The Rev. Dana Prom Smith, S.T.D., Ph.D. (7/8/2014)
A touch of class, a hint of civilization, a love story, and a tragedy, these are the themes entwined in the tale of the McCormick Rose, a cutting of which graces the bottom of the steps into Old Main at the North Campus of NAU. The first McCormick Rose was brought as a cutting by Margaret Hunt McCormick, the bride of Richard McCormick,
Arizona’s Second Territorial Governor, to in November
1865. A French Boursaid (rosa gallica),
an ancient French hybrid, this pink rose was the first cultivated rose in Prescott . Arizona
The McCormick Rose at Old Main is the granddaughter of the grande dame original McCormick Rose. It was a cutting from the McCormick Rose at the
in Prescott which was in turn a cutting from the
original rose planted by Margaret McCormick by front door of the Governor’s
Mansion in . The Class of 1934 planted the third
generation cutting at Old Main. Prescott
The McCormick Rose began its journey in Margaret McCormick’s trousseau luggage as she and Richard made their way to
First, the cutting accompanied them by
steamship from Arizona New York to Jamaica and thence to Aspinwall at the Isthmus of Panama.
Next, the cutting went with them overland on mule back to the Pacific Coast
where they and the cutting again boarded a steamship for .
Finally, the cutting went with them to Acapulco . Los Angeles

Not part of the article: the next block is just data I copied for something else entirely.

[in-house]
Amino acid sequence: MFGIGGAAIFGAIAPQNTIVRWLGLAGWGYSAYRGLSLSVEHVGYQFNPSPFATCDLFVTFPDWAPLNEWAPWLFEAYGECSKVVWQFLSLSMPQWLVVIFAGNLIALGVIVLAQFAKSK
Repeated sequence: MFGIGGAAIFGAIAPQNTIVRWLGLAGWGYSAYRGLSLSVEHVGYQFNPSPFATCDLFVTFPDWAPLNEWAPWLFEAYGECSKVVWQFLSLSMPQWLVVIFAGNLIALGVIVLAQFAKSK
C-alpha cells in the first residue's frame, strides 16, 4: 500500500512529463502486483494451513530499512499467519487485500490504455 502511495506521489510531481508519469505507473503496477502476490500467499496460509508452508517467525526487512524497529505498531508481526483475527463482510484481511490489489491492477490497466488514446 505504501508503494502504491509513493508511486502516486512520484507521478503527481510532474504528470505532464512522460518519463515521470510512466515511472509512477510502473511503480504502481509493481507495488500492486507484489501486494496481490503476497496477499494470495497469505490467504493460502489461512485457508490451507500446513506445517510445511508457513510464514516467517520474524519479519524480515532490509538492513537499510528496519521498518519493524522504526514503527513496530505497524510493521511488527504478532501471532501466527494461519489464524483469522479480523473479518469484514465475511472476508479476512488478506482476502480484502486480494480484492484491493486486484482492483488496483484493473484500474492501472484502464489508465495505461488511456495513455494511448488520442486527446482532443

After a few days rest in
Los Angeles, they and the
cutting took a stagecoach to Yuma where they
boarded a steamer for a trip up the Colorado River
to Ehrenburg. Then as Margaret described
the last leg of the journey, it was “two ambulances, six government wagons, and
two private baggage wagons” crossing the Mohave Desert to .
A hearty cultivar, it flourishes today at Old Main and at Cline Library. Prescott
The McCormick Rose was but a symbol of the civilization and class Margaret brought to
. She transformed the rude log cabin into a
frontier mansion where she made a home for Richard and herself, an office for
him, and accommodations for guests. She
threw levees, entertained quests, and bade visitors and strangers welcome. Margaret wrote of her “own dear home” to her
friend Emma in New Jersey, “We danced in the house” and “served cold roast beef
, veal, pies & cakes in variety, almonds, raisins, jellies, coffee,
lemonade, & wine.” Prescott
A considerable horsewoman, Margaret accompanied Richard on many of his trips throughout the Territory, becoming acquainted with many of the pioneers, impressing them with her grace. Well‑loved, she touched the frontier settlement with her charm. In another letter to her friend Emma, she wrote that she "was never so happy in her life," and that Richard "acts much more the ‘lover’ now, than he did before we were married."
On her return from a trip with Richard to
, she gave birth to a stillborn child. Thought to have been recovering well, she
suddenly lapsed into a violent sickness and died one day short of her 24th
birthday. She was buried with her
stillborn child in her arms in the forest near the mansion. Her grave was strewn with wildflowers. San
Miner in May 3, 1867 wrote that Margaret was “a greatly loved woman,”
whose death had “cast gloom over the community,” adding that “no woman in the
Territory was more happy.” Prescott Arizona
So when is a rose a rose? When it has a story to tell.
Copyright © Dana Prom Smith 2014
Dana Prom Smith and
Freddi Steele edit Gardening Etcetera for the Daily Sun. Smith emails at email@example.com and blogs at http://highcountrygardener.blogspot.com.